And then again, things that hurt can be heralds of trouble to be clutched at the throat, snapped at the cervical vertebra and dashed against a rock ‘til their brains spill out. My Tantric Swami told me that. He said that was part of my spiritual lesson.

There are plenty of pretty kooky yoga ideas bubbling away on Bali and after my second year, I found myself confused in a wilderness of cranky tantric goddesses, chocoholics, huff’n’puff ‘experts and a smarmy new crew in town for a large slab of steamy, fresh, just-out-of-the-blender yoga dollars.

My faith in yoga teetered, I ate a lot of chocolate donuts… and then my relationship hit a reef and sunk to the abyss, I was diagnosed with cancer and lost a pregnancy. I saw the planets were converging and the summit was obscured: I decided to roll all my dice on the promise of yoga and booked into a teacher training in Bali.

I chose the most expensive one, making the biggest promises, with the flashiest website. I chose it because I had $10,000 to spend on either a radical hysterectomy and chemo, or on being radiant and alive with Yoga Alliance accreditation.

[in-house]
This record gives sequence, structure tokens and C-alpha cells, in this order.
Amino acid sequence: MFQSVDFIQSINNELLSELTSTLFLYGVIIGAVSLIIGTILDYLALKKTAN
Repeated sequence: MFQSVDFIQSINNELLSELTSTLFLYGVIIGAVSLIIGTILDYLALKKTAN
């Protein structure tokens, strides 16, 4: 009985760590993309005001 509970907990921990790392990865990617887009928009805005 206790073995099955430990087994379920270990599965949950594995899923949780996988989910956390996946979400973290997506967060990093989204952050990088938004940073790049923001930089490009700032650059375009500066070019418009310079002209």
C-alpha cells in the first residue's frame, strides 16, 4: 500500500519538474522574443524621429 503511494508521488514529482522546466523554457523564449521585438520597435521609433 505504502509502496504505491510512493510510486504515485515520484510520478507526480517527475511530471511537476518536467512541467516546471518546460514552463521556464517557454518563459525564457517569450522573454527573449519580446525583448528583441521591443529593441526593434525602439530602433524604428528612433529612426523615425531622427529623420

The training promised to change my life forever (but not necessarily in a good way—if you read the small print) and I was more ready than a ready thing to be ‘living my magnificence,’  like they said in the brochure. I was at break-open point –ready for the union, the self-knowledge and peace that yoga promises, and I was prepared to work hard for it. But I was in for a very different ride.

I was greeted at a retreat centre outside of Ubud by a man with a grin like a piano screaming, “HeeeeyYiiiii, Jiiieeeeaaaayyd. You’re in the right place,” in a way that confirms to any sensible person that they are most certainly not.

My housemates included a bulimic with a boob job, a feeder and a raw food addict. They were photographing each other in oiled bikinis with their legs behind their heads by the pool when I arrived. I wondered if they were yoga entrepreneurs, shooting a porn calendar based on the sacred asana, and saw Caroline Myss’ book Why People Don’t Heal on one of their beds.

I would be here a month, eating raw (a sure sign of being more highly evolved than others, according to the handbook), rising at 5 a.m. to meditate, then being stretched, flushed, brow-beaten and chanted into being more conscious and spiritually evolved, like our teachers said they were—in the brochure. We would drop our limiting ideas and reenter the world pure, raw, with enviable asses.

They estimated it would take 200 hours to get us fixed up as long we as promised to do everything they said: drink the nasty health juices, attend the endless lectures, acrobatic yoga, noisy meditations and the deconstruction of our old selves into ones that were in union with the divine with a certificate to show it.